India is interested in buying a stake in “Belaruskali”
The Indian government has expressed its intention to invest in “Belaruskali” and waits for response from Belarus. The Extraordinary and Plenipotentiary Ambassador of India to Belarus Manoj Bharti said at a press conference, “Proposal of the Indian government has already been submitted and we are waiting for the Belarusian reaction”.
The Extraordinary and Plenipotentiary Ambassador of India to Belarus Manoj Bharti said at a press conference, “Proposal of the Indian government has already been submitted and we are waiting for the Belarusian reaction”.
India is the largest buyer of Belarusian fertilizers. Accordingly, the sale of shares to the buyer is not in the interests of the seller. For the Belarusian authorities it is important to show that bargaining for the enterprise continues. However prospects of selling it to non-Russian investors are vague, bearing in mind that “Sberbank” of Russia has taken as collateral for the $ 2 billion loan of 30% of the shares thereby having indirect control over the privatization of the enterprise. The annual foreign currency earnings of “Belaruskali” are about USD 2 billion, moreover it needs to attract new loans therefore neither “Belaruskali” nor the National Bank will not be able to return the loan to the Russian “Sberbank”. Respectively, the privatization of “Belaruskali” (albeit delayed) will be solely for the benefit of Russia. Russia estimated assets of “Belaruskali” at USD 10-15 billion, while Lukashenko at USD 30 billion. Sooner or later (2012-2013), both parties will reach a compromise.
The Belarusian authorities are attempting to strengthen some elements of the ‘Soviet’ education to ensure the ideological loyalty of new generations to the state. Most likely, one of the major tasks of the educational reform is to prevent growing discontent with the existing education system among the population. The educational reform aims to strengthen centralisation and adjust the system to the needs of the public sector.
In Belarus, the Ministry of Labour and Social Protection and the Ministry of Economy would determine the university enrolment figures.
The Belarusian authorities do not seem to have a long-term vision of the educational reform. The education system changes depending on who leads the Education Ministry and has access to President Lukashenka. For instance, former head of pro-government communist party and Education Minister Igor Karpenko reintroduced some "Soviet" elements to the school and strengthened ideological components along with the de-politicisation of the curricula. Current generation of students and youth have not spoken against the authorities, unlike previous generations raised during the Gorbachev thaw and socio-political transformations of the 1990s.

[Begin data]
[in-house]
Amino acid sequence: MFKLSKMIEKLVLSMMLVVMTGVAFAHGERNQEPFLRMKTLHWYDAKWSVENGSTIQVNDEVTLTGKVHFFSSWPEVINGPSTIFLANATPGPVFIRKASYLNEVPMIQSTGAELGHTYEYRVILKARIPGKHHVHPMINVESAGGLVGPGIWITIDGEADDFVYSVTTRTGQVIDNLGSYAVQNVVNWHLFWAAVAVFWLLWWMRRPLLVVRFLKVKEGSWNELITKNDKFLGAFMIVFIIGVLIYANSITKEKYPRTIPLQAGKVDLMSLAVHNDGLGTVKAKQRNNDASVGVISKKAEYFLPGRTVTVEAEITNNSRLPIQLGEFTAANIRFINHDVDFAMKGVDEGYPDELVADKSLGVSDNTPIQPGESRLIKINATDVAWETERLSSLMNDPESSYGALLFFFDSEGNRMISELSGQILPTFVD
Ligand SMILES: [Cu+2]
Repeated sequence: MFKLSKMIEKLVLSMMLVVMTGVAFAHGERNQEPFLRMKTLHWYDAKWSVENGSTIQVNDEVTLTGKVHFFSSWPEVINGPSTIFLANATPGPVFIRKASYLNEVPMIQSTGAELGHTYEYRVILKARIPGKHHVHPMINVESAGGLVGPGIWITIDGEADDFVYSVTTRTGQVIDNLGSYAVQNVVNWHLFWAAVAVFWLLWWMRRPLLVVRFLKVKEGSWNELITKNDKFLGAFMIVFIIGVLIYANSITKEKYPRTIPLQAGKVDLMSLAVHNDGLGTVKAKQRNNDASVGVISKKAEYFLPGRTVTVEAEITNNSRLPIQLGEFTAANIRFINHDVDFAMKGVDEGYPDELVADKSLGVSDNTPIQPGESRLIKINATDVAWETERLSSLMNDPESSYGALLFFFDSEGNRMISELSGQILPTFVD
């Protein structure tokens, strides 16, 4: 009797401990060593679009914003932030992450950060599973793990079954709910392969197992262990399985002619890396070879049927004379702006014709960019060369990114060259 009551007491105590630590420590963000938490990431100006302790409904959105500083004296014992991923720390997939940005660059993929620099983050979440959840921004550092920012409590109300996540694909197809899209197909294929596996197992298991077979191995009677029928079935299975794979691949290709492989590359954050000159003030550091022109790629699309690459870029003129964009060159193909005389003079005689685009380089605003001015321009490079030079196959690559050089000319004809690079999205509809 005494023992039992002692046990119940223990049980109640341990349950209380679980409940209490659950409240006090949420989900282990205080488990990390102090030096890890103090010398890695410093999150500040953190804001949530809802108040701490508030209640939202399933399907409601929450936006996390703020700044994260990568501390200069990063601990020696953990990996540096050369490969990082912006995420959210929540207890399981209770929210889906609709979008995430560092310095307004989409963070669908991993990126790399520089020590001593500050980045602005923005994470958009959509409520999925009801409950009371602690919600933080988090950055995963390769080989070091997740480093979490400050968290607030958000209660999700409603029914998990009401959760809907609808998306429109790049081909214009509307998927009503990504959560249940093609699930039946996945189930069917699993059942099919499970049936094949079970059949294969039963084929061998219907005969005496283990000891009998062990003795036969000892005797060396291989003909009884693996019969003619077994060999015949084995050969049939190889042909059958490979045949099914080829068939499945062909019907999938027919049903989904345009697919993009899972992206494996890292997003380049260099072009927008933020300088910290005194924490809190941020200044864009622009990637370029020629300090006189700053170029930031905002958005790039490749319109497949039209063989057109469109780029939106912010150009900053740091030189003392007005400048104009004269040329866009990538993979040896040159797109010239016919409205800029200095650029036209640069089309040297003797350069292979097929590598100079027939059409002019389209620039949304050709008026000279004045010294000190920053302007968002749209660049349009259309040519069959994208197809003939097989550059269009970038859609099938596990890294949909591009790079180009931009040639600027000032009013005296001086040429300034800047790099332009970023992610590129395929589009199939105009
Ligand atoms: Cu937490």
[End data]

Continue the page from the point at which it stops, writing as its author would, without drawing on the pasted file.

In addition, the Belarusian authorities are attempting to adopt measures aiming to prevent discontent among the population with the Belarusian education system. The authorities are mobilizing those nostalgic for the USSR and propose to return to 5-marks grading system, school uniforms and reduced curriculum. The Belarusian leadership also aims to blur the growing social stratification in society and to relax social tension due to the growing income gap between the richest and poorest.
Should the authorities adopt plans to reduce university enrolment, they would re-certify universities in order to close some of them and would reduce competition from private educational institutions. The Belarusian leadership is attempting to adjust the education system to the needs of the real economy, to reduce pressure on the labour market and to cut government spending on higher education for specialists low in demand by replacing them with graduates of secondary vocational schools requiring less time to train.